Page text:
The band didn’t get back in a studio until spring of 2019, when they booked a session at the Music Shed in New Orleans. There, they recorded nearly half the record: “Sugar for Sugar,” “High River Rag,” “I Don’t Wanna Lose,” and “Wildfire.”
That session was helmed by the band’s old friend, producer Jack Miele — who had worked on previous Honey Island Swamp Band releases Wishing Well (2009) and Good to You (2012). And two of the tunes — “Sugar for Sugar” and “High River Rag” — were co-writes between Wilkinson and Spies.
The bandmates developed these tunes via an unconventional method. “He would send me tons of tracks he recorded — mostly little snippets of ideas he would play to different drum loops,” Wilkinson explains. “Then, when we had hours to kill out on the road. I would listen to them while I was driving or something, and note the ones that caught my ear.
“Then,” he continues, “I would take the track or even just a few measures of it, and develop a little bit — add lyrics, vocals, et cetera. It’s a fun way to write, and we both really dig the results.”
As “Sugar for Sugar” materialized, Wilkinson took it in a direction reminiscent of the legendary Taj Mahal. As for “High River Rag,” “It seemed like it wanted the Allman Brothers treatment,” Wilkinson says. “Lee gave it some killer slide sounds.”
Wilkinson pulled the vibe for “High River Rag” directly from his surroundings. “I already had those lyrics kind of rolling around my head, just inspired from living right on the Mississippi, like we do, and seeing how insanely big it gets at high water,” he says. “This song was the perfect fit for them.”
The core of the Iron & Wine-esque “I Don’t Wanna Lose” came from Wilkinson’s desire to experiment with guitar harmonies over a bed of mostly acoustic guitar. “It’s a pretty simple song in that it has very few chord changes,” he says. “But that droning simplicity allows lots of room to experiment with different harmonies and textures.”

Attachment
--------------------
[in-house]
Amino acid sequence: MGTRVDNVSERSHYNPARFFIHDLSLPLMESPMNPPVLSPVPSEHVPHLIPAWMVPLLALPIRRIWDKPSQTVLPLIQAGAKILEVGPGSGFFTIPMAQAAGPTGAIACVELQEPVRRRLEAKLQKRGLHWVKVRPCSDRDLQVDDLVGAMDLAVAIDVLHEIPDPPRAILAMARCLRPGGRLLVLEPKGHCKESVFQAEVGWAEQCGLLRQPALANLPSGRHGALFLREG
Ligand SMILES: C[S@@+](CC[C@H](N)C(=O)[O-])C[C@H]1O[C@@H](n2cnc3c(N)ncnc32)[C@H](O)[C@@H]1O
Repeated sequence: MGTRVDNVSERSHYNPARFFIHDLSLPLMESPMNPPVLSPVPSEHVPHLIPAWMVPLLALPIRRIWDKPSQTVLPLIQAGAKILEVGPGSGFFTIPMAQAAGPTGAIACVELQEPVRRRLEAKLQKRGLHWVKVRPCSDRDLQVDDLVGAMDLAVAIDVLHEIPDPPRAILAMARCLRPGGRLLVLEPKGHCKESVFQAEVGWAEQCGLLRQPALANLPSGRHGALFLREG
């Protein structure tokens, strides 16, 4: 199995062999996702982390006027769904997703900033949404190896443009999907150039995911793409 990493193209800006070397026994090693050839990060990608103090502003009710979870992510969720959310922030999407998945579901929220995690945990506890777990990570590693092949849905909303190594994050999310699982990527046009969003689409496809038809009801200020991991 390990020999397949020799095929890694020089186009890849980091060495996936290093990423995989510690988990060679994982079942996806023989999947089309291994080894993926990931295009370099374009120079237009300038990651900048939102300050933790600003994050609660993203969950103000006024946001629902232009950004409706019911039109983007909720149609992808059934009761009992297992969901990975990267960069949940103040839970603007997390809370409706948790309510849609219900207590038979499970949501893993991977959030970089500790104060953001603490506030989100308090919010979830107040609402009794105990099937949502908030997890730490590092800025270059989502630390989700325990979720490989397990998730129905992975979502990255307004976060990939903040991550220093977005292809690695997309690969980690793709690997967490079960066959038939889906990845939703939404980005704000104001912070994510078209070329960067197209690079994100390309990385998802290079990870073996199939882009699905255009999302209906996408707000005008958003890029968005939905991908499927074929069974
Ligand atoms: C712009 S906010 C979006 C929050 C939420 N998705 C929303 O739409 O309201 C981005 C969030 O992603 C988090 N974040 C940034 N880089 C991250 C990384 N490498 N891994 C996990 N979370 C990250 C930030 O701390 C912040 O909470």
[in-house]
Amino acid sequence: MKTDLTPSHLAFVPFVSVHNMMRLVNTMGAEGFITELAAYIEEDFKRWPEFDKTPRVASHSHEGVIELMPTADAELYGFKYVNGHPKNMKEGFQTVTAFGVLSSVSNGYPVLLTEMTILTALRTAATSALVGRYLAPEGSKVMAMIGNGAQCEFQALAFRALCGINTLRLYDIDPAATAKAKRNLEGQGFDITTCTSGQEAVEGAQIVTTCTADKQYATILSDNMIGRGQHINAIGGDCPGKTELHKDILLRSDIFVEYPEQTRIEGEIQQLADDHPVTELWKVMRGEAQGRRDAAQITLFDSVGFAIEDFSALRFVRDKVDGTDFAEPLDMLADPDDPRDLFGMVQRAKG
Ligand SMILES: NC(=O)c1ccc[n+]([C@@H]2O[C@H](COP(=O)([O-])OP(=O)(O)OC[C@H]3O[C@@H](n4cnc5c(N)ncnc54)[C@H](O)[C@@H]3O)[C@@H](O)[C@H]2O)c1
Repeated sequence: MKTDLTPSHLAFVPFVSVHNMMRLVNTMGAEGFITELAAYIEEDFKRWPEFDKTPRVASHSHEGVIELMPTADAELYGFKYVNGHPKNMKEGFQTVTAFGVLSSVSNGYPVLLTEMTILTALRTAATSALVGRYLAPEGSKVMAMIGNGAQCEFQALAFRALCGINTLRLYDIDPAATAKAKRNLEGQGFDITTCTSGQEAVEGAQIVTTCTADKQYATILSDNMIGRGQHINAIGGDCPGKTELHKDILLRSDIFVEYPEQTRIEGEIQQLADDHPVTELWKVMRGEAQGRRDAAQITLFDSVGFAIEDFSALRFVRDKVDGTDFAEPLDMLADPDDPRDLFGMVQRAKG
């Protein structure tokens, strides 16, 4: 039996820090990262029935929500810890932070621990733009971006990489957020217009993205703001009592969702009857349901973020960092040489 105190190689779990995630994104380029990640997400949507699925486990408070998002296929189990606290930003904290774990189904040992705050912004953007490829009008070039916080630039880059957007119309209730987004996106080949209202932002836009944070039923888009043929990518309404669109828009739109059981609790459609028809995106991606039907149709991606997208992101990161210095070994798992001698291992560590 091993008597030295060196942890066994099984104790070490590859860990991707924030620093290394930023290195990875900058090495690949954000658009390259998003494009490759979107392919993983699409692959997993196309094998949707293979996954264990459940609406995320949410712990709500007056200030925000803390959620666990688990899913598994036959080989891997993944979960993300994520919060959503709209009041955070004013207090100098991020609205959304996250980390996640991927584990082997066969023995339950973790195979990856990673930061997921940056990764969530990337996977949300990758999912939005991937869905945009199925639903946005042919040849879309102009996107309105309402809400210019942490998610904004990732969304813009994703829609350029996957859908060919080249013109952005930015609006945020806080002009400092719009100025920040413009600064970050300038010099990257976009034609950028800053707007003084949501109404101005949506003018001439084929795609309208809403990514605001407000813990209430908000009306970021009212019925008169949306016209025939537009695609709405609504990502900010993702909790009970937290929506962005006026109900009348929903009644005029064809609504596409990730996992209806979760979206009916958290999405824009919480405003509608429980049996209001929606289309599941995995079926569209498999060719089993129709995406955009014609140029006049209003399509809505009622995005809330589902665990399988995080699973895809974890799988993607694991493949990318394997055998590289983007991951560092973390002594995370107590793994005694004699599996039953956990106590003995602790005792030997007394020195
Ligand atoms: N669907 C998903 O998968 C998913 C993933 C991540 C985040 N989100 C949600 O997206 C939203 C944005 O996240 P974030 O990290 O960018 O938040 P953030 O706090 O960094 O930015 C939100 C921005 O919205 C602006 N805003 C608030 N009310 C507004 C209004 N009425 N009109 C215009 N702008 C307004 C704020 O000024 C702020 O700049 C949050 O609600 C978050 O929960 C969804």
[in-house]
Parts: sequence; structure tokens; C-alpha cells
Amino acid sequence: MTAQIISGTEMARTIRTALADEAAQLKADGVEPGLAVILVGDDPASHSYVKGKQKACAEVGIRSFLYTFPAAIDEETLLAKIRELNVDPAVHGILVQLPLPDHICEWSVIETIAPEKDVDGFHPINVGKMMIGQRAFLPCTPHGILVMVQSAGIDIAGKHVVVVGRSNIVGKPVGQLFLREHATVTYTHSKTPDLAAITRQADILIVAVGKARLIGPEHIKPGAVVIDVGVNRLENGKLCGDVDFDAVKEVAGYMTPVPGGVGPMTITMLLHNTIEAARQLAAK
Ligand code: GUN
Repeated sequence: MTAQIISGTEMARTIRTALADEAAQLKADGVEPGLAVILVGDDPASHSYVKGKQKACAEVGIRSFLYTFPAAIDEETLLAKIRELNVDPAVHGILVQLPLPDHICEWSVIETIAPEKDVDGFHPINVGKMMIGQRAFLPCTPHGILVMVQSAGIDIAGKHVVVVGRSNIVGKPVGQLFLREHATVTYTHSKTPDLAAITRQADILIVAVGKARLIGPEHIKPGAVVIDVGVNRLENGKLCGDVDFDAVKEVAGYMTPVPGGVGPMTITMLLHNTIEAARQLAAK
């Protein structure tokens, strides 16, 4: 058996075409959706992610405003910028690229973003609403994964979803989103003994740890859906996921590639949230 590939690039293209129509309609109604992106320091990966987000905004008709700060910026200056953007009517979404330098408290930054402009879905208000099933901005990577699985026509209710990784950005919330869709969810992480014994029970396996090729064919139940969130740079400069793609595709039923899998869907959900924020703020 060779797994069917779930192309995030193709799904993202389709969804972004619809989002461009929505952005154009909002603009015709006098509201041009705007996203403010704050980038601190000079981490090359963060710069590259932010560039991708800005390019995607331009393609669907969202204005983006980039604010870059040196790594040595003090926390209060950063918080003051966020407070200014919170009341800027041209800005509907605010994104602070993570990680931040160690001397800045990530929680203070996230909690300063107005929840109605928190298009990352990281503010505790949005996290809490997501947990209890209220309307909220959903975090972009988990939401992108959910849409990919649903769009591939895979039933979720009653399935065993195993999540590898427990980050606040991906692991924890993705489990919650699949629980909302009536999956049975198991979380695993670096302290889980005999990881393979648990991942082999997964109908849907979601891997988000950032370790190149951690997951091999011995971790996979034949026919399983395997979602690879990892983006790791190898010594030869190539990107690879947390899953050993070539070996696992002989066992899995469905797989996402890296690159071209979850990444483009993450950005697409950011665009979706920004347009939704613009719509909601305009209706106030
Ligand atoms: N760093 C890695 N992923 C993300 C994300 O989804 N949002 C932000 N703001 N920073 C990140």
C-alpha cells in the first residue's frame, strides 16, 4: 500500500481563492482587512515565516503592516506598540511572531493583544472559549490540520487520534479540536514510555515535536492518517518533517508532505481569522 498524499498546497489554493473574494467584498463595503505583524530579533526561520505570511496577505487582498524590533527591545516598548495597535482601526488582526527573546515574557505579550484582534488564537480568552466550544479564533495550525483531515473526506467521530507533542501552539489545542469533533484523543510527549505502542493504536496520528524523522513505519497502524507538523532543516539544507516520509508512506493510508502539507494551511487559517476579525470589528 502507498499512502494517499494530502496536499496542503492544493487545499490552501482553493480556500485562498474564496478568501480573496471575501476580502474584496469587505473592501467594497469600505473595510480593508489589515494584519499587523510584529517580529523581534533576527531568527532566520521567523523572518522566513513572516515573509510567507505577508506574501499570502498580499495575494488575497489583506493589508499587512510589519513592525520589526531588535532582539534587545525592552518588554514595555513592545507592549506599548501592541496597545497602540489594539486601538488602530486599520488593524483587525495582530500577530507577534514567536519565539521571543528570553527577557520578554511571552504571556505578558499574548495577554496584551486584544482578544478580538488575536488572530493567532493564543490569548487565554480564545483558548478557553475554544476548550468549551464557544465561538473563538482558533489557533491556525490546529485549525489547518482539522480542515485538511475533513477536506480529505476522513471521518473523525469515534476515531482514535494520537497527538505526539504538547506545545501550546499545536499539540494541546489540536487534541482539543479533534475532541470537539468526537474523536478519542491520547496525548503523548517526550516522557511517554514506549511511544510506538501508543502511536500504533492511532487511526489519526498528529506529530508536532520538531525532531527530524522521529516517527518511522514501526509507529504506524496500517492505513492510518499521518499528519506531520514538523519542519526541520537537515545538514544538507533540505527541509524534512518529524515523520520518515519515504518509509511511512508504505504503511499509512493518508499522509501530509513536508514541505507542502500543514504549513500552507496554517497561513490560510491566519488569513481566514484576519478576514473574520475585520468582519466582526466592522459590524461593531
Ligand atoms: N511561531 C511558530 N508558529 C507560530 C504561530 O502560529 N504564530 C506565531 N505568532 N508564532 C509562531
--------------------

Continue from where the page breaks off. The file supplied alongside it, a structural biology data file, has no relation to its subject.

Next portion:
In the studio, “Wildfire” came about almost on a lark; they didn’t plan to record it, and none of Wilkinson’s bandmates had previously heard it. “But it’s fun in a session to sometimes throw in a song that no one has rehearsed,” Wilkinson says. “You get a lot of spontaneity that way and everyone locks in focus, because you have to.” In just a few takes, the band nailed it.
Shortly after that session, Wilkinson and Spies returned to Denver and recorded “Second Son” with a host of different accompanists, including Eddie Roberts. “The Colorado cats were phenomenal,” Wilkinson says. “Second Son” was another co-write; they arranged the complicated horn break through a wine haze. (“I think we arrived in a good place,” Wilkinson says.)
During the break due to the pandemic, Wilkinson wrote “Down the Line” while living on the beach in Pensacola, Florida; the meditative feeling of surfing inspired the tune.
“In surfing, looking down the line refers to looking down the line of a wave you’re riding or about to take,” Wilkinson says. “So, a lot of the lines in that song have a double meaning about both surfing terms, and the mindset I was trying to cultivate during COVID.”
As the pandemic showed signs of receding, the January 6 riots broke out, an American tragedy that inspired “Dark Days.”
“With Covid still coming and going, tours and festivals being rescheduled and re-canceled, and the country seemingly so bitterly divided, it just felt like really dark times,” he explains. When the band returned to the studio — this time, in Covington on the north shore of Lake Pontchartrain, with Jack Miele behind the board, they recorded both “Down the Line” and “Dark Days.”
The Honey Island Swamp Band capped off Custom Deluxe with “By and By,” a song Wilkinson originally wrote for G. Love at the bequest of music-industry cats in New Orleans. “By and By” stands alone on Custom Deluxe,” as Wilkinson played all the instruments except the drums. “I’ve always wanted to do one like that,” he says. “I’m excited to have it included on the record.”
As a whole, Custom Deluxe shows the Honey Island Swamp Band to represent the best of two worlds: a band capable of sharp, solid writing, who can also bend and stretch the material live in the spirit of Van Morrison of the Allman Brothers band. After so many years together, the band is more capable than ever of surprising you, and sticking in your craw.
“I think that’s why we’ve been able to keep it going as long as we have,” Wilkson says. “When you write a song that’s timeless, you get a better chance of not going out of style.”